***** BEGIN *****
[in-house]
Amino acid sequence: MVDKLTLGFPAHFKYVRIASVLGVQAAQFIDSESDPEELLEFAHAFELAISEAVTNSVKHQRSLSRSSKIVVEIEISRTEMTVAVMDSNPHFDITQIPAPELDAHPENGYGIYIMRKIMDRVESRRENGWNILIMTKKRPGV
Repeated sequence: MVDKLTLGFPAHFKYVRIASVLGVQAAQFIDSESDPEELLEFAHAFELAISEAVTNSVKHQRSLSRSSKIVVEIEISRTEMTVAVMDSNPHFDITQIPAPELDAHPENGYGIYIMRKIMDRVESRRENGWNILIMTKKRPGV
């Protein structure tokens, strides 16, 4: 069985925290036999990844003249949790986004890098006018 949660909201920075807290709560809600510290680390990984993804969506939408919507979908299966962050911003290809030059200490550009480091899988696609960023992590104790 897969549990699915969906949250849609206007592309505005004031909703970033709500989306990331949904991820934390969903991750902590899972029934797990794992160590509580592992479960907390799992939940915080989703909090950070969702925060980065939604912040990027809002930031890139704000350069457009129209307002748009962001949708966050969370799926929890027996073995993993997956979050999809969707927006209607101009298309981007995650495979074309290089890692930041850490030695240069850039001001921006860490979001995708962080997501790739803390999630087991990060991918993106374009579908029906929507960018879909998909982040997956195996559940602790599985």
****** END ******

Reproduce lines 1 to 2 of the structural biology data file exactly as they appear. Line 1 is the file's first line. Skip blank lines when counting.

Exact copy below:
[in-house]
Amino acid sequence: MVDKLTLGFPAHFKYVRIASVLGVQAAQFIDSESDPEELLEFAHAFELAISEAVTNSVKHQRSLSRSSKIVVEIEISRTEMTVAVMDSNPHFDITQIPAPELDAHPENGYGIYIMRKIMDRVESRRENGWNILIMTKKRPGV